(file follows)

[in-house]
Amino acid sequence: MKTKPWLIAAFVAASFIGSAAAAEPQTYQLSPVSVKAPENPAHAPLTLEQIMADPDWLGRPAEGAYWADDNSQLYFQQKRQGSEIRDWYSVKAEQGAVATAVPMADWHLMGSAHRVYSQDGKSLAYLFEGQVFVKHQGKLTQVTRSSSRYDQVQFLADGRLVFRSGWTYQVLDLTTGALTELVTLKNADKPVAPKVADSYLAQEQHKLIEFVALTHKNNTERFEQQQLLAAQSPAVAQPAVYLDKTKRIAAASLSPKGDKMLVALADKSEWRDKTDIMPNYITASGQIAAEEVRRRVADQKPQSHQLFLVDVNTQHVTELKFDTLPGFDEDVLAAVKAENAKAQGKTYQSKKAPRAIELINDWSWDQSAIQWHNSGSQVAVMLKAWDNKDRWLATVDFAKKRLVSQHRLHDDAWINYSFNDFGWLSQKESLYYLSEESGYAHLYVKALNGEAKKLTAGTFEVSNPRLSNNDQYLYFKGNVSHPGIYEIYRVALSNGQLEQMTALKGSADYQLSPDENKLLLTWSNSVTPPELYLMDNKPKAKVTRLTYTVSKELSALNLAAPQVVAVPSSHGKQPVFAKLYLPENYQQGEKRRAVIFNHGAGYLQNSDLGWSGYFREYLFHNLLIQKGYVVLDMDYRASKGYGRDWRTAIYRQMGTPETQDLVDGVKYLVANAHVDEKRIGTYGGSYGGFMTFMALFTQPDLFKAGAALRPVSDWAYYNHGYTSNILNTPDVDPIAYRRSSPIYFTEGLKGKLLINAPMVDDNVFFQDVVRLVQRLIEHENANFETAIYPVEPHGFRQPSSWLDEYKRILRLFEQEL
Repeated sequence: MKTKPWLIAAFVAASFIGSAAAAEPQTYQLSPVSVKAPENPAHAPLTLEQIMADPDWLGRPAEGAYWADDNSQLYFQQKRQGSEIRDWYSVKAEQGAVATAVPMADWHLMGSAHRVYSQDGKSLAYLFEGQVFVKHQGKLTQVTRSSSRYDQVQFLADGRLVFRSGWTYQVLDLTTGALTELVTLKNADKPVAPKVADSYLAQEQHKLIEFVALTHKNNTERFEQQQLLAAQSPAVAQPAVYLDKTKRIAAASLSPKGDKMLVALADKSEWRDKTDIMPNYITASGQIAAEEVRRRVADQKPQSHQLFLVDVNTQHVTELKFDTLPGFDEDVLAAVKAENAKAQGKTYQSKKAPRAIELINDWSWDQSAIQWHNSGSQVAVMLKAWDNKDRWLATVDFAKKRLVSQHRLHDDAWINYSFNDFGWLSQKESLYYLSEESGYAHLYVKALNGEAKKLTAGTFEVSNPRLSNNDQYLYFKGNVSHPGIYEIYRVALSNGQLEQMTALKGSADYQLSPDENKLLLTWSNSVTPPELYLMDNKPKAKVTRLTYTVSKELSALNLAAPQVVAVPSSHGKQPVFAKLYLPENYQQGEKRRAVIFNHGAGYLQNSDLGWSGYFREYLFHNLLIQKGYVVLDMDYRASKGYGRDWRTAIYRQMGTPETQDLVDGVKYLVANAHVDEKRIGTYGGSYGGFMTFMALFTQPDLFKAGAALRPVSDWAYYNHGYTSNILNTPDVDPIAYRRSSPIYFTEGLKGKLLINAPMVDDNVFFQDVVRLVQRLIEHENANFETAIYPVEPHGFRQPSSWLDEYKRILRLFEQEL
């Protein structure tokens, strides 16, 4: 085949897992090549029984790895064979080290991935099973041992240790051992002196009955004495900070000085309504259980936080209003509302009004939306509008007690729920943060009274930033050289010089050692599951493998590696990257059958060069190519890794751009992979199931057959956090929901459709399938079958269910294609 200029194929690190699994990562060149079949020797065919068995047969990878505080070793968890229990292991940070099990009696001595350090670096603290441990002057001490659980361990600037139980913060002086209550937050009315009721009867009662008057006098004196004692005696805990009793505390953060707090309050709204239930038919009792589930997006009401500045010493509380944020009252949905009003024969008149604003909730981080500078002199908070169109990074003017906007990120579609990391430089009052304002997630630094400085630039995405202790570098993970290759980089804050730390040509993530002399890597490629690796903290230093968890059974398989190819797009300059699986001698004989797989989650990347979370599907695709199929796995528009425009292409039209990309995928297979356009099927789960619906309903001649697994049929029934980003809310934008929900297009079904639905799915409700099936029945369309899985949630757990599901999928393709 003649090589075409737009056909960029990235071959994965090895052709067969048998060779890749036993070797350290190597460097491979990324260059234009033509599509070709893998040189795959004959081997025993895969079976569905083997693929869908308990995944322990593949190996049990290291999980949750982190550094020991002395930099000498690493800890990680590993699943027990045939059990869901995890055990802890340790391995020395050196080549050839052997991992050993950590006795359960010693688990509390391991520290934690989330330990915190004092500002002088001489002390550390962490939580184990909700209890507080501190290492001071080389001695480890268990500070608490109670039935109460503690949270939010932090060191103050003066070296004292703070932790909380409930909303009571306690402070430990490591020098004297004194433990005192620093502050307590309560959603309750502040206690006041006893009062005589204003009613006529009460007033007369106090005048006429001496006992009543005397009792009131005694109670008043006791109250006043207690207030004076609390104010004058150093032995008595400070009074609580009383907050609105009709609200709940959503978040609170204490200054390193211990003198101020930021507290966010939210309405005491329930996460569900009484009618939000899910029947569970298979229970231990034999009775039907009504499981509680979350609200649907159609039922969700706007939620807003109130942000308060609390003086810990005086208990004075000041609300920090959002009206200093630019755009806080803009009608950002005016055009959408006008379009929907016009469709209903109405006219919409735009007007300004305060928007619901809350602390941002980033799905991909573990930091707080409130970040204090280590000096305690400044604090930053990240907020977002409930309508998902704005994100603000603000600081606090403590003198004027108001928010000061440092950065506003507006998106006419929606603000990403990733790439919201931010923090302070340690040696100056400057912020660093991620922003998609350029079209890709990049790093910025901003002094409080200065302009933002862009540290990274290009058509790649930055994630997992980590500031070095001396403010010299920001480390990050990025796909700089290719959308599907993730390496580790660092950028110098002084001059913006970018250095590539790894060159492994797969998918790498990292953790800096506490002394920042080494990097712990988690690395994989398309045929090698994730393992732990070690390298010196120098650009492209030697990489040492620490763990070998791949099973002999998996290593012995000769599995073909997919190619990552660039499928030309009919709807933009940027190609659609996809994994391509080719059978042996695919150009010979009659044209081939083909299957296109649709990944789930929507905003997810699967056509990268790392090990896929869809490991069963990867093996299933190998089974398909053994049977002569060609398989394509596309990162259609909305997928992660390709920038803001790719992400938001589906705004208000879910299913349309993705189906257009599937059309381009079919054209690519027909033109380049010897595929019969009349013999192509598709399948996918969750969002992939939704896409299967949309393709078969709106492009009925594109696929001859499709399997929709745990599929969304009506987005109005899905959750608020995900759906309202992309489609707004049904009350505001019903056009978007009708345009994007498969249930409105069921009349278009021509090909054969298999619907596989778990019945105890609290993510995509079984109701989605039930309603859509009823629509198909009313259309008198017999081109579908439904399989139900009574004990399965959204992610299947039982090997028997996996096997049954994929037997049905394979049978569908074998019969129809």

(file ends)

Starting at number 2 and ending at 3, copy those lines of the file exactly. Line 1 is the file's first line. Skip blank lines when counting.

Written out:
Amino acid sequence: MKTKPWLIAAFVAASFIGSAAAAEPQTYQLSPVSVKAPENPAHAPLTLEQIMADPDWLGRPAEGAYWADDNSQLYFQQKRQGSEIRDWYSVKAEQGAVATAVPMADWHLMGSAHRVYSQDGKSLAYLFEGQVFVKHQGKLTQVTRSSSRYDQVQFLADGRLVFRSGWTYQVLDLTTGALTELVTLKNADKPVAPKVADSYLAQEQHKLIEFVALTHKNNTERFEQQQLLAAQSPAVAQPAVYLDKTKRIAAASLSPKGDKMLVALADKSEWRDKTDIMPNYITASGQIAAEEVRRRVADQKPQSHQLFLVDVNTQHVTELKFDTLPGFDEDVLAAVKAENAKAQGKTYQSKKAPRAIELINDWSWDQSAIQWHNSGSQVAVMLKAWDNKDRWLATVDFAKKRLVSQHRLHDDAWINYSFNDFGWLSQKESLYYLSEESGYAHLYVKALNGEAKKLTAGTFEVSNPRLSNNDQYLYFKGNVSHPGIYEIYRVALSNGQLEQMTALKGSADYQLSPDENKLLLTWSNSVTPPELYLMDNKPKAKVTRLTYTVSKELSALNLAAPQVVAVPSSHGKQPVFAKLYLPENYQQGEKRRAVIFNHGAGYLQNSDLGWSGYFREYLFHNLLIQKGYVVLDMDYRASKGYGRDWRTAIYRQMGTPETQDLVDGVKYLVANAHVDEKRIGTYGGSYGGFMTFMALFTQPDLFKAGAALRPVSDWAYYNHGYTSNILNTPDVDPIAYRRSSPIYFTEGLKGKLLINAPMVDDNVFFQDVVRLVQRLIEHENANFETAIYPVEPHGFRQPSSWLDEYKRILRLFEQEL
Repeated sequence: MKTKPWLIAAFVAASFIGSAAAAEPQTYQLSPVSVKAPENPAHAPLTLEQIMADPDWLGRPAEGAYWADDNSQLYFQQKRQGSEIRDWYSVKAEQGAVATAVPMADWHLMGSAHRVYSQDGKSLAYLFEGQVFVKHQGKLTQVTRSSSRYDQVQFLADGRLVFRSGWTYQVLDLTTGALTELVTLKNADKPVAPKVADSYLAQEQHKLIEFVALTHKNNTERFEQQQLLAAQSPAVAQPAVYLDKTKRIAAASLSPKGDKMLVALADKSEWRDKTDIMPNYITASGQIAAEEVRRRVADQKPQSHQLFLVDVNTQHVTELKFDTLPGFDEDVLAAVKAENAKAQGKTYQSKKAPRAIELINDWSWDQSAIQWHNSGSQVAVMLKAWDNKDRWLATVDFAKKRLVSQHRLHDDAWINYSFNDFGWLSQKESLYYLSEESGYAHLYVKALNGEAKKLTAGTFEVSNPRLSNNDQYLYFKGNVSHPGIYEIYRVALSNGQLEQMTALKGSADYQLSPDENKLLLTWSNSVTPPELYLMDNKPKAKVTRLTYTVSKELSALNLAAPQVVAVPSSHGKQPVFAKLYLPENYQQGEKRRAVIFNHGAGYLQNSDLGWSGYFREYLFHNLLIQKGYVVLDMDYRASKGYGRDWRTAIYRQMGTPETQDLVDGVKYLVANAHVDEKRIGTYGGSYGGFMTFMALFTQPDLFKAGAALRPVSDWAYYNHGYTSNILNTPDVDPIAYRRSSPIYFTEGLKGKLLINAPMVDDNVFFQDVVRLVQRLIEHENANFETAIYPVEPHGFRQPSSWLDEYKRILRLFEQEL